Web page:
Local allergic rhinitis (LAR) is a novel concept defining clinical allergic rhinitis with no evidence of systemic sensitization to aeroallergens. In this unique condition, the allergic response is confined to the nasal mucosa and can be demonstrated using different methods such as the immunoglobulin-E (IgE) level in the nasal secretions, nasal provocation test (NPT), or basophil activation test (BAT) with specific allergens or more sophisticated molecular diagnostic techniques. Furthermore, local allergic rhinitis can be relieved by interventions used to treat systemic allergic conditions such as antihistamines or anti-IgE monoclonal antibodies. Last but not least, several small studies demonstrated the efficacy of allergen immunotherapy for ameliorating LAR symptoms. In this chapter we reviewed old data and new concepts regarding clinical manifestation, plausible mechanisms, and treatments of LAR. The long-standing question whether LAR is an integral part of the “atopic spectrum” or it is a single-organ immune-mediated disease, is yet to be determined.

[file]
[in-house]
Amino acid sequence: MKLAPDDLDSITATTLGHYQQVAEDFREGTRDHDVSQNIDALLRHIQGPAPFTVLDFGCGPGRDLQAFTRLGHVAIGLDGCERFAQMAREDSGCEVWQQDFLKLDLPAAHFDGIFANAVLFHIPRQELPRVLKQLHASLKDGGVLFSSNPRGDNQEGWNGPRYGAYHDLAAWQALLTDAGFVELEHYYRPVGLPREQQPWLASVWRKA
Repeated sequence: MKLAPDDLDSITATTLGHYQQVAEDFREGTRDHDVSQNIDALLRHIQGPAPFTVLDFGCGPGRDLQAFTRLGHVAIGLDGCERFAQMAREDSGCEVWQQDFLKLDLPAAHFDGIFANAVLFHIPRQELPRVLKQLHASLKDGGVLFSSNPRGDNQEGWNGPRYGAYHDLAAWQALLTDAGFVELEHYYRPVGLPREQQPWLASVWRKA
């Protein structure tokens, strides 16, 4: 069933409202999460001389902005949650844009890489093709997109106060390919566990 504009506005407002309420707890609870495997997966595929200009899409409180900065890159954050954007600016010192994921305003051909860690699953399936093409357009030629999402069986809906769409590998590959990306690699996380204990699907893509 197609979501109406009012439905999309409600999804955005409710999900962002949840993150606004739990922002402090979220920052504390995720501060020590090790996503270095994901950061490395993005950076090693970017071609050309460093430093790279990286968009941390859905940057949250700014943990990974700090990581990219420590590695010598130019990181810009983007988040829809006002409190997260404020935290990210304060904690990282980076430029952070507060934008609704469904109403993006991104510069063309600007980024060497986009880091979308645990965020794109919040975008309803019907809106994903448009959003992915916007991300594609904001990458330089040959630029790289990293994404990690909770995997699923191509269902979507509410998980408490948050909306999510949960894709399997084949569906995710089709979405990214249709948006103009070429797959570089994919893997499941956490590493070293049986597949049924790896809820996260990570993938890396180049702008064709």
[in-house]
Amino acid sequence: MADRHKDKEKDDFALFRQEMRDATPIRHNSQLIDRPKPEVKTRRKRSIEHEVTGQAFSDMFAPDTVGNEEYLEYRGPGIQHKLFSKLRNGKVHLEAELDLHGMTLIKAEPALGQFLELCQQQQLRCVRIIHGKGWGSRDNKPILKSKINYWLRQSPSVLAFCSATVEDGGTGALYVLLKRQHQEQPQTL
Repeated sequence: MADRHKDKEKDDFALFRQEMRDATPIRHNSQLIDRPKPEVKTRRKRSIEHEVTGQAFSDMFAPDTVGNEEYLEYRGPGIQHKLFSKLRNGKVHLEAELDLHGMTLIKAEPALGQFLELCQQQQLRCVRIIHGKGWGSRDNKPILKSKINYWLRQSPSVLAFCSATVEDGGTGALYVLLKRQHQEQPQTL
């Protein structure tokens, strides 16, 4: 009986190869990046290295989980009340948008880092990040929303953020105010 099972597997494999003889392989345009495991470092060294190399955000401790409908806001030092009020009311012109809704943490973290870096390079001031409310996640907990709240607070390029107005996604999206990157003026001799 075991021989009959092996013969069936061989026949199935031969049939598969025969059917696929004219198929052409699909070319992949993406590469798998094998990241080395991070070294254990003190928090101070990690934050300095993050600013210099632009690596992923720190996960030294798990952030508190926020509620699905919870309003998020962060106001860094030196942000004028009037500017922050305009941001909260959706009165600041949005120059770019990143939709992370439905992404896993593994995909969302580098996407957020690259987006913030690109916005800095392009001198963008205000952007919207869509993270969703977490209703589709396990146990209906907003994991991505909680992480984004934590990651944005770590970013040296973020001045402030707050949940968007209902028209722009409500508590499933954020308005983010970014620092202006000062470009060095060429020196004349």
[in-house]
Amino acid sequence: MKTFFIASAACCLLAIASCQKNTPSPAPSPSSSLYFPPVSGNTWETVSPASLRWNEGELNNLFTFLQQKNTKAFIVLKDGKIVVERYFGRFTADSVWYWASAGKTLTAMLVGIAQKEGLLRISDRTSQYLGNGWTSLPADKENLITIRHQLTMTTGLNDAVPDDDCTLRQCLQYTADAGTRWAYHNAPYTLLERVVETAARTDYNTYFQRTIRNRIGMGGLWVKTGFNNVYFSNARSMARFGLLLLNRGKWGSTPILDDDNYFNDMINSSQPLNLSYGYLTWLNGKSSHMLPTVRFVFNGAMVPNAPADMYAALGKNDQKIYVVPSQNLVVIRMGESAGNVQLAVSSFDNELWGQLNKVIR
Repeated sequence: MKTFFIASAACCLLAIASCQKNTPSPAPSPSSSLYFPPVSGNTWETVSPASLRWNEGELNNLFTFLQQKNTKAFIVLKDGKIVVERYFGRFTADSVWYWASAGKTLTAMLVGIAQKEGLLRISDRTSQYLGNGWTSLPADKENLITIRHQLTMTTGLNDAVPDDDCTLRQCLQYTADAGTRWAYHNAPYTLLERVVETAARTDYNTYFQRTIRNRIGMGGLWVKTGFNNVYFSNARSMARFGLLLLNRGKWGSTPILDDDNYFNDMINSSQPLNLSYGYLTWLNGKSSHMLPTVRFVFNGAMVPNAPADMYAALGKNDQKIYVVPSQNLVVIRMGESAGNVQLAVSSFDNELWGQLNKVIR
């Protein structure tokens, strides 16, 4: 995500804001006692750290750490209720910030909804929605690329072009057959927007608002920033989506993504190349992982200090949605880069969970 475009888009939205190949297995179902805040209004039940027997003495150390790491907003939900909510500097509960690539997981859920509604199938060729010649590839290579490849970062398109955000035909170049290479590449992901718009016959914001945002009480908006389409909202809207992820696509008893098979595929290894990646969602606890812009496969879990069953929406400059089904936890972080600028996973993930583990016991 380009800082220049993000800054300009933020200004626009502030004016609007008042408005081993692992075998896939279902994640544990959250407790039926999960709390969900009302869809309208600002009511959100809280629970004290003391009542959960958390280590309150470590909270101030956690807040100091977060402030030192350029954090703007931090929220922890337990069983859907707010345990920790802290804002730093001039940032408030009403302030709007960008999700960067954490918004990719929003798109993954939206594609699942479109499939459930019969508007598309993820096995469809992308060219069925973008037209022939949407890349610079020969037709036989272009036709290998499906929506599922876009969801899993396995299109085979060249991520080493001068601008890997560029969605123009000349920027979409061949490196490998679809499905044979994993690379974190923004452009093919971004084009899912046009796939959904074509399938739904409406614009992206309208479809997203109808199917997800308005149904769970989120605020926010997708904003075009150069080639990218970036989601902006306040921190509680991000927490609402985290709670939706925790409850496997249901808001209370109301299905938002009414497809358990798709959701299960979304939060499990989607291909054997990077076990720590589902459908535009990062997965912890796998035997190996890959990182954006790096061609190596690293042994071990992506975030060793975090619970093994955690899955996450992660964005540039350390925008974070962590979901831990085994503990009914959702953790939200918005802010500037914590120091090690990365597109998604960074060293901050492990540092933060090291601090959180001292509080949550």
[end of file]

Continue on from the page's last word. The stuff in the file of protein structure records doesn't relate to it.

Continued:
Part of the book: Rhinosinusitis